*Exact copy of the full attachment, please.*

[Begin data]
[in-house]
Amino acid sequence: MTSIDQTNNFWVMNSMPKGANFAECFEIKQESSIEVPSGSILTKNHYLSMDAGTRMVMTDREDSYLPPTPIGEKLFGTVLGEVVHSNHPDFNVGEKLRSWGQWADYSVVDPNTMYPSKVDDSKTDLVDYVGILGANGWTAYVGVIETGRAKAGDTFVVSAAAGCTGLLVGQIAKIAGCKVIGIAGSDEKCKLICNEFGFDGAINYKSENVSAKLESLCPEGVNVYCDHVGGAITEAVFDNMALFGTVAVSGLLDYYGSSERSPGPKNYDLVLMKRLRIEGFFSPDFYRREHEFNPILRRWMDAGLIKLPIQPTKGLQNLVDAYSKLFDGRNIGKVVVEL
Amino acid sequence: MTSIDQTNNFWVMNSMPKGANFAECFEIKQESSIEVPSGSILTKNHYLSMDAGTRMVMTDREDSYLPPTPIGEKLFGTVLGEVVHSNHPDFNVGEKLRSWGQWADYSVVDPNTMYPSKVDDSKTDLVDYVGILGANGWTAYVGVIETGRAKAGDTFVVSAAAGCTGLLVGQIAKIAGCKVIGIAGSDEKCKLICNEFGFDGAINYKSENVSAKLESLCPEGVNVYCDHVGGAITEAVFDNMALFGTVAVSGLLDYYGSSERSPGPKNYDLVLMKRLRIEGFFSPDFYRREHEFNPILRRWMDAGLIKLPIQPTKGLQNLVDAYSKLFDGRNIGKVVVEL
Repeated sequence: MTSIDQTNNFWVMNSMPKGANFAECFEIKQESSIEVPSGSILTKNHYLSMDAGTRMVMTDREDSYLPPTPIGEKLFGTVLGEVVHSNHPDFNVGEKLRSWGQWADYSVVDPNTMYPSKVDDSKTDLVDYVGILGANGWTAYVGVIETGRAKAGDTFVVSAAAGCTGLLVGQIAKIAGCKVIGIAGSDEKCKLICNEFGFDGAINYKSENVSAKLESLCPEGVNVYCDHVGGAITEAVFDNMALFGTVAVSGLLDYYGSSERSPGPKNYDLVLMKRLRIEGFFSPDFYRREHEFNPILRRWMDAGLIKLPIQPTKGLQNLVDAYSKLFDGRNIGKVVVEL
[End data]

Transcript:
[in-house]
Amino acid sequence: MTSIDQTNNFWVMNSMPKGANFAECFEIKQESSIEVPSGSILTKNHYLSMDAGTRMVMTDREDSYLPPTPIGEKLFGTVLGEVVHSNHPDFNVGEKLRSWGQWADYSVVDPNTMYPSKVDDSKTDLVDYVGILGANGWTAYVGVIETGRAKAGDTFVVSAAAGCTGLLVGQIAKIAGCKVIGIAGSDEKCKLICNEFGFDGAINYKSENVSAKLESLCPEGVNVYCDHVGGAITEAVFDNMALFGTVAVSGLLDYYGSSERSPGPKNYDLVLMKRLRIEGFFSPDFYRREHEFNPILRRWMDAGLIKLPIQPTKGLQNLVDAYSKLFDGRNIGKVVVEL
Amino acid sequence: MTSIDQTNNFWVMNSMPKGANFAECFEIKQESSIEVPSGSILTKNHYLSMDAGTRMVMTDREDSYLPPTPIGEKLFGTVLGEVVHSNHPDFNVGEKLRSWGQWADYSVVDPNTMYPSKVDDSKTDLVDYVGILGANGWTAYVGVIETGRAKAGDTFVVSAAAGCTGLLVGQIAKIAGCKVIGIAGSDEKCKLICNEFGFDGAINYKSENVSAKLESLCPEGVNVYCDHVGGAITEAVFDNMALFGTVAVSGLLDYYGSSERSPGPKNYDLVLMKRLRIEGFFSPDFYRREHEFNPILRRWMDAGLIKLPIQPTKGLQNLVDAYSKLFDGRNIGKVVVEL
Repeated sequence: MTSIDQTNNFWVMNSMPKGANFAECFEIKQESSIEVPSGSILTKNHYLSMDAGTRMVMTDREDSYLPPTPIGEKLFGTVLGEVVHSNHPDFNVGEKLRSWGQWADYSVVDPNTMYPSKVDDSKTDLVDYVGILGANGWTAYVGVIETGRAKAGDTFVVSAAAGCTGLLVGQIAKIAGCKVIGIAGSDEKCKLICNEFGFDGAINYKSENVSAKLESLCPEGVNVYCDHVGGAITEAVFDNMALFGTVAVSGLLDYYGSSERSPGPKNYDLVLMKRLRIEGFFSPDFYRREHEFNPILRRWMDAGLIKLPIQPTKGLQNLVDAYSKLFDGRNIGKVVVEL